The knowledge game as a KM project aimed at facilitating knowledge sharing
Situation – A project is started aimed at improving knowledge sharing between different departments of an organisation in particular newly acquired departments. In order to improve knowledge sharing a specific system had been developed. The system had two major parts: a skills base (who knows what) and a knowledge base (repository for codified knowledge). The reason for implementing the system was the geographical dispersion of the organisation.
Objective – To create awareness of the new system as a part of the daily work process. After all a system is only valuable when people use it.
Actual game/evaluation – During the game sessions it was interesting to see the differences in culture. For instance some Americans were really focused on winning as individuals and some of the Dutch were focusing more on a collaborative approach. These differences were discussed during the evaluation. One important lesson was that a balance between the two traits would lead to an effective strategy. In short: collaboration combined with clear rules and quick execution proved to be the winning strategy in this case.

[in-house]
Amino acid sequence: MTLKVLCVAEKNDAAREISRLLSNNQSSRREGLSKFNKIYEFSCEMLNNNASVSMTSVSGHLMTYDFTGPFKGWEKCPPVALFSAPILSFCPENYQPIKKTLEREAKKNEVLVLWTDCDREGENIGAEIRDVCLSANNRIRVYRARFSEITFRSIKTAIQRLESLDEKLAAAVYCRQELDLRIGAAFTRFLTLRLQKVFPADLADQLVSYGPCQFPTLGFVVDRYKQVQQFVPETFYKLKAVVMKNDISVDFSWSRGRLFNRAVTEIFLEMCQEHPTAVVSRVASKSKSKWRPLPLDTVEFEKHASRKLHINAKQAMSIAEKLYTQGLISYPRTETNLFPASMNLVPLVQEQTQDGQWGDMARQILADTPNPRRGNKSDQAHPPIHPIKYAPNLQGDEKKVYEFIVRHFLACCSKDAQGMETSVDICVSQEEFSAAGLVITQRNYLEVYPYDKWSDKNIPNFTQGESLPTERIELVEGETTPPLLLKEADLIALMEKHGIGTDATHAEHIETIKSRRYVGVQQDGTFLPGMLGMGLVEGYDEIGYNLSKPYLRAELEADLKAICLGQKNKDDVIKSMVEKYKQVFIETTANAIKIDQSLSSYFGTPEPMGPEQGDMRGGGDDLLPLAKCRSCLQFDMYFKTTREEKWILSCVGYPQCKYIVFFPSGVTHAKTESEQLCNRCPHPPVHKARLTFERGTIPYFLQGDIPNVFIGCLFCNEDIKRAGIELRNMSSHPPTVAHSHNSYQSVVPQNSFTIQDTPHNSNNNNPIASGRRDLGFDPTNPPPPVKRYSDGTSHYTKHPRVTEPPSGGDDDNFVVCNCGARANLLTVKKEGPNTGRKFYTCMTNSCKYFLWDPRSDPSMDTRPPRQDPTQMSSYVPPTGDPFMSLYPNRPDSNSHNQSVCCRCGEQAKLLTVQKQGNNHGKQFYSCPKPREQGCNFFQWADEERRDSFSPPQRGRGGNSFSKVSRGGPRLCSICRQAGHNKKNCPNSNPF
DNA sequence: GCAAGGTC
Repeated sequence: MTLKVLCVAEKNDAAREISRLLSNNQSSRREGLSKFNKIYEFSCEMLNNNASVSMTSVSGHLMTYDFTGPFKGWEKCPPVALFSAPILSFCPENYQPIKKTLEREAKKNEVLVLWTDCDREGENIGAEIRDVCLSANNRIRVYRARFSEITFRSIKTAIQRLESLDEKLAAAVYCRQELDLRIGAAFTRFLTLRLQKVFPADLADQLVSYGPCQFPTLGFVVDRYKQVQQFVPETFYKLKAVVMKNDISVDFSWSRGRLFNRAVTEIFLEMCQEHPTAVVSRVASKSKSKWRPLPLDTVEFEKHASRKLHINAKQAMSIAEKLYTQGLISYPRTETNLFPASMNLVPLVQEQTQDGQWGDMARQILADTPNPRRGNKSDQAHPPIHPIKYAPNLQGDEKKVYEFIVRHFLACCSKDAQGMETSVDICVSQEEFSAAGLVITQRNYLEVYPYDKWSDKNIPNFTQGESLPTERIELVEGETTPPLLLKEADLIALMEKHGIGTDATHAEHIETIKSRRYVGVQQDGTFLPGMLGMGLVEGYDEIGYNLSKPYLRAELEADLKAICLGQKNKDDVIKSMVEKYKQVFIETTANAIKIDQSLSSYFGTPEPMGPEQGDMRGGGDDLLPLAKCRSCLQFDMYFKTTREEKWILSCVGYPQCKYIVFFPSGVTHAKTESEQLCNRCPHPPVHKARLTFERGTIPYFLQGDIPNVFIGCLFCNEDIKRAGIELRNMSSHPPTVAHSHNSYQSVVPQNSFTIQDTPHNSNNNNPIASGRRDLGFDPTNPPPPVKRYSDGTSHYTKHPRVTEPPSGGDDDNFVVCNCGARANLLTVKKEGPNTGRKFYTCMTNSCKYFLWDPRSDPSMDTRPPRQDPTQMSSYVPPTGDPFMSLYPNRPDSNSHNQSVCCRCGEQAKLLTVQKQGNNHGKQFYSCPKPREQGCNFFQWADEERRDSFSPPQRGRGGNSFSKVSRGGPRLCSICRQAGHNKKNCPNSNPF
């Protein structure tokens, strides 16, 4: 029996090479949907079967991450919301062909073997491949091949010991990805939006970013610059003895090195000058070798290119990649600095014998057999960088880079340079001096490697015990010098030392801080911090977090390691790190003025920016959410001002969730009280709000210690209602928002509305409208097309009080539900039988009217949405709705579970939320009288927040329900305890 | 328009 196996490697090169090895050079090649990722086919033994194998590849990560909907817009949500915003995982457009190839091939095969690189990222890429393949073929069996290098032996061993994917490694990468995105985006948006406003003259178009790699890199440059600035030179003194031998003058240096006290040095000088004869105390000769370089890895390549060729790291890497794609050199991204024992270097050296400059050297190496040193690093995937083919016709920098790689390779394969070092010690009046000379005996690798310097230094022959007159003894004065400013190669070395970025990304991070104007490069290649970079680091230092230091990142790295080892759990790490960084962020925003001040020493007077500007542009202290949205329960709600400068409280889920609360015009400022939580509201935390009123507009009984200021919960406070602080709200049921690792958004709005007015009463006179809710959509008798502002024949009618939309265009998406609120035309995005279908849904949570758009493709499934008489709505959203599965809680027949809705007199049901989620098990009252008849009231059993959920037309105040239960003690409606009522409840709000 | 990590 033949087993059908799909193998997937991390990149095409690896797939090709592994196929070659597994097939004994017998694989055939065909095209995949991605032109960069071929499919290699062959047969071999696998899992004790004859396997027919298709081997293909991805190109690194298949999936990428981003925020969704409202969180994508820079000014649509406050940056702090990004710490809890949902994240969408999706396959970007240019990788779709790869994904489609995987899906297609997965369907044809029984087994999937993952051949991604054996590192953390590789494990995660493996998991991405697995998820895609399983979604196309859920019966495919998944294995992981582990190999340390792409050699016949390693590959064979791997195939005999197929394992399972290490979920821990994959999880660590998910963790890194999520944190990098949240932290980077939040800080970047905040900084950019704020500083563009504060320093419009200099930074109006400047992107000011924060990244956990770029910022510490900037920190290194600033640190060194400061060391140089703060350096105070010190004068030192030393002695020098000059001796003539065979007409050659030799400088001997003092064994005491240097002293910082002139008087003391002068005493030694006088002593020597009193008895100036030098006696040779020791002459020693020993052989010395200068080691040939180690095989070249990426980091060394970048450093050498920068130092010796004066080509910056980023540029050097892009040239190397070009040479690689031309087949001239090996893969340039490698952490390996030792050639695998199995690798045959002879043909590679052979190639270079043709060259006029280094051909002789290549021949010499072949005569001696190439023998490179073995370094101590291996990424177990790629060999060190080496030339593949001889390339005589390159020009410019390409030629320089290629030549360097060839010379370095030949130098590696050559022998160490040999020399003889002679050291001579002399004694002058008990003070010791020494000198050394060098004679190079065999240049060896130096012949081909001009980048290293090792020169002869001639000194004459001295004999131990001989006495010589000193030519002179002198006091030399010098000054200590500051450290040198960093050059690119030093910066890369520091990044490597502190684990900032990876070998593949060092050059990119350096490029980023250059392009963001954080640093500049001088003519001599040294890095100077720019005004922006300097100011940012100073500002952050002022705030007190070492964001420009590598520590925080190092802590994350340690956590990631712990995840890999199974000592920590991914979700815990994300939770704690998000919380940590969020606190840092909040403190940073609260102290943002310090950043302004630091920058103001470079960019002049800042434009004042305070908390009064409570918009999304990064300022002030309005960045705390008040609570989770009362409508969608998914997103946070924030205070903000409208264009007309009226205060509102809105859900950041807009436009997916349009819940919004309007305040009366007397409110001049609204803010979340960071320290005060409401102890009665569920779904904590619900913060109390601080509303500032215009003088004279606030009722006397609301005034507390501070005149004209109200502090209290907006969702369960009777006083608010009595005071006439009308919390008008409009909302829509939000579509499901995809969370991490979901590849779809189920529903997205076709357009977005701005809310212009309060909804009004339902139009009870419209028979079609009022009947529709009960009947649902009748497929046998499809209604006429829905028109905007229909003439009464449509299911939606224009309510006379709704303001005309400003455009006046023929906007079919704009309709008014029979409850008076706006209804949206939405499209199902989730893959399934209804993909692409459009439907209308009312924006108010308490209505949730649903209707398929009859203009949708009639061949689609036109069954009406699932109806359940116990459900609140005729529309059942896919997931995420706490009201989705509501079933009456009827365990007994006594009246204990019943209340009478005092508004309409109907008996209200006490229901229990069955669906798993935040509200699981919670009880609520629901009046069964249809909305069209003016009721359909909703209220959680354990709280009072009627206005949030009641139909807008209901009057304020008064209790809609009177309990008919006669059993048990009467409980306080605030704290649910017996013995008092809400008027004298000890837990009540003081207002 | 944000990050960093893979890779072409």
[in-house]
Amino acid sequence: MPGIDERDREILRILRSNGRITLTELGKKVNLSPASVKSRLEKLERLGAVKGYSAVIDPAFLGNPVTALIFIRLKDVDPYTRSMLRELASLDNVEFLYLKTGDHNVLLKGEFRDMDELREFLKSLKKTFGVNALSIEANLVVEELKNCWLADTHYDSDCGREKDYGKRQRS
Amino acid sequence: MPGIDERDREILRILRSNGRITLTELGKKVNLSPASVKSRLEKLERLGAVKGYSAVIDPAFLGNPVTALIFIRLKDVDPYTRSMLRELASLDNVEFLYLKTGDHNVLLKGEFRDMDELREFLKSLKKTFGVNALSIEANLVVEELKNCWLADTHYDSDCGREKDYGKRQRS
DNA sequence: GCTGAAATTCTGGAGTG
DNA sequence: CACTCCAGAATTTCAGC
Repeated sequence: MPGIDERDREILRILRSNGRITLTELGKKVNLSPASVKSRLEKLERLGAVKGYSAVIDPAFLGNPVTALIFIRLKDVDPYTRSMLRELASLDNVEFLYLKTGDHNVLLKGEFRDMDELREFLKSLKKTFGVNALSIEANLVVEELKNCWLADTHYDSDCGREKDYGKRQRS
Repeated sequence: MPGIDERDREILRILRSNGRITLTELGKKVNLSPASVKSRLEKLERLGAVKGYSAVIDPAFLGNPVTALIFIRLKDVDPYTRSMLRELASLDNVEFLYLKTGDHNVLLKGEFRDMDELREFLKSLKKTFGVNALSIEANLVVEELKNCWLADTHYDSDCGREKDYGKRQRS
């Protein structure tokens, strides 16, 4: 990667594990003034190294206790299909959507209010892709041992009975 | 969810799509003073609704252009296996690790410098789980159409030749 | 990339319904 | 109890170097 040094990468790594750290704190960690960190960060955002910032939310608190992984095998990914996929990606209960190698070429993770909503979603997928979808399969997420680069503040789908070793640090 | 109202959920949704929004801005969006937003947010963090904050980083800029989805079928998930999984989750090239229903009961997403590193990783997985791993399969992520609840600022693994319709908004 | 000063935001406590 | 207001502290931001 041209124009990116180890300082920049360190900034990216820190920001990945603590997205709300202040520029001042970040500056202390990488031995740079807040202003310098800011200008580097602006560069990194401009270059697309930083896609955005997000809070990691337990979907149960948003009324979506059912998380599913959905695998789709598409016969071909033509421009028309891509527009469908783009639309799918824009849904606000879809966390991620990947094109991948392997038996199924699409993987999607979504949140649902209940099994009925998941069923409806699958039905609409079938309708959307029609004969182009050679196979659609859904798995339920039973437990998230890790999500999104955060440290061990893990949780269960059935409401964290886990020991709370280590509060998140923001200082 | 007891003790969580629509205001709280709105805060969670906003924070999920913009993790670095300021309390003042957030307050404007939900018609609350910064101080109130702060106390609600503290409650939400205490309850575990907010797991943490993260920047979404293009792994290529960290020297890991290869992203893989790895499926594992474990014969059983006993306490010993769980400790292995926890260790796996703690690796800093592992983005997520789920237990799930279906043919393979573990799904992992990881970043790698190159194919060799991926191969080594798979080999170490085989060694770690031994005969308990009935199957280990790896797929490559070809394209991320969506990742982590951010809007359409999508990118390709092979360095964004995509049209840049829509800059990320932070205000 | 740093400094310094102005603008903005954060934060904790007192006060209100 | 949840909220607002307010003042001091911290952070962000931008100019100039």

Follow up – The second part of the workshop using the real KM system ensured a perfect follow up in the real world. The teams started to work on a real life project during the workshop and used the same KM tools after returning to their offices all over the world to continue communicating about issues at hand.
A satisfied participant said: “Playing the game was a relaxed way of discovering the pros and cons of knowledge sharing.”
Games are a powerful instrument in getting people involved and making complex issues more manageable. This only holds true when the following constraints are met:
- The game should have a clear objective;
- The game should be part of a broader KM approach;
- There should be a follow up focusing on real life knowledge management action.
If these rules are followed games will provide a valuable contribution to your knowledge management effort.
For this article Resense has derived information from the gaming expertise network and business cases as performed at (in alphabetical order): Heineken University Kiwa Royal Ahold Siemens Syntegra and more.